Nevertheless, creative nonfiction is a commitment to stay loyal to the facts for the sake of the story’s accuracy. The genre is all about the author’s calculated use of his freedom. The line between artistic license and transgression in the genre still have blurred spots in my understanding.

It reminds me of what The Great Gatsby’s Nick Carraway called being “within and without.” I cite a person from a work of fiction, which I think should no longer be ironic, considering that the genre itself prides on using borrowed devices from fiction. Carraway curiously went about his days with a sense of detachment from the rest of the world that he was in. He was immersed, but at the same time, he was uninvolved—in the case of creative nonfiction, this might be necessary because, as much as personal connection to the actual event will contribute heavily to the foundation of the piece, events are bound to be misconstrued when perception is tainted with bias and emotion-driven subjectivity.

So then, how do we draw the line between subjectivity and the necessary objectivity in creative nonfiction? Would it even make any difference to know where one ends and the other begins? Would it even matter? Maybe creative nonfiction isn’t so simple after all.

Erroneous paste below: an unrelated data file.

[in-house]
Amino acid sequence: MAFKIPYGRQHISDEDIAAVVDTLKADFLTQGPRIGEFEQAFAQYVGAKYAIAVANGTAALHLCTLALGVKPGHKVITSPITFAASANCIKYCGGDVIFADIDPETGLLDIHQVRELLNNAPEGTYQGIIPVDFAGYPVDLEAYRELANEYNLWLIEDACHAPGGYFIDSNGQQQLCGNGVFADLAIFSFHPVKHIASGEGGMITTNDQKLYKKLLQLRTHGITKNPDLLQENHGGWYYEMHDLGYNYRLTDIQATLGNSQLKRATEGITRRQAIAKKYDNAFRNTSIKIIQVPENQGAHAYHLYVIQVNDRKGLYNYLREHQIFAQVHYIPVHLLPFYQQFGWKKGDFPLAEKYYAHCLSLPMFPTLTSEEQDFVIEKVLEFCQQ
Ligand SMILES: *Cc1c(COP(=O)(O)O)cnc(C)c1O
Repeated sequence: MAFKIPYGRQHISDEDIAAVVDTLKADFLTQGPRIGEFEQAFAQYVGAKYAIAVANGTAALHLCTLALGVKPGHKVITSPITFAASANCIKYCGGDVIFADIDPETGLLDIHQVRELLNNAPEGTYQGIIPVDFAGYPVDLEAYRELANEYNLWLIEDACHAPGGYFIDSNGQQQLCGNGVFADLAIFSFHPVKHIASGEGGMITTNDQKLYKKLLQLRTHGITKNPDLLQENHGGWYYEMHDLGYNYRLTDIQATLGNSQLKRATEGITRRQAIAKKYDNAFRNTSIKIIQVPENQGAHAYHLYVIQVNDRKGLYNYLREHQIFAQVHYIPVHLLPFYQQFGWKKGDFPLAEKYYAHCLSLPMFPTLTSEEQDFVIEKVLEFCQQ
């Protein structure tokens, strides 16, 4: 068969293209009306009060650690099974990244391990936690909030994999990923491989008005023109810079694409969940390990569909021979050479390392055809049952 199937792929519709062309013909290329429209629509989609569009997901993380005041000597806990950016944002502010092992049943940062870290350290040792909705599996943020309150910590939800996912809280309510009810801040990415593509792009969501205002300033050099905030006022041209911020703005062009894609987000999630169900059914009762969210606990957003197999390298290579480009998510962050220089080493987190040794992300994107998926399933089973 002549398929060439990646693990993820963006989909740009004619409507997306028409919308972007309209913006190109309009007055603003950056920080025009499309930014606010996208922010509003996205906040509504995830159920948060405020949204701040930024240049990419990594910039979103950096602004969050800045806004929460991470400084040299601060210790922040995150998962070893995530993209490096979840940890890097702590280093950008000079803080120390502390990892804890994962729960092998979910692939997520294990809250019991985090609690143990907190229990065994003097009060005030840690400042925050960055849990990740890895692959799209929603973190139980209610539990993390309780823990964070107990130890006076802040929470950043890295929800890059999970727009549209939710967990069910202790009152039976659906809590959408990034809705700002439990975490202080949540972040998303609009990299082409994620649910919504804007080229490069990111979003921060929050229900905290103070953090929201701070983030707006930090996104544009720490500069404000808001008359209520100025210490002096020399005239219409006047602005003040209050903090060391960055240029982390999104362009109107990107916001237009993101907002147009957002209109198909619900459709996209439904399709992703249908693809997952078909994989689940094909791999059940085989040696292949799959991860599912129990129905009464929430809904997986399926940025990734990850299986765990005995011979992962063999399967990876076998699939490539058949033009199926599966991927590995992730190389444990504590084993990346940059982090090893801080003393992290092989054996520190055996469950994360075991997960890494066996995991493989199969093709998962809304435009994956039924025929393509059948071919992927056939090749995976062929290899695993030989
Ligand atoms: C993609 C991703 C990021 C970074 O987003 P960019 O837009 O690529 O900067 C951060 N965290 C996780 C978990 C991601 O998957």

The Struggle to Become a Woman

by Elizabeth Ruth Deyro, Prose Editor

When I was a child, I would write my stories imagining myself as a man. Somehow, I found it hard to see myself as a woman, when I did not know what being a woman meant. I, like every girl my age, had been taught to think that a man is independent and strong. He is capable and wise. He is indestructible and necessary. I wanted my characters to possess the qualities of a man. I wanted myself to possess the qualities of a man, but how can a woman, designed to be subordinate to a man, be ever able to contain these traits?

I was made to wear skirts and dresses, wedges by the age of seven, no matter how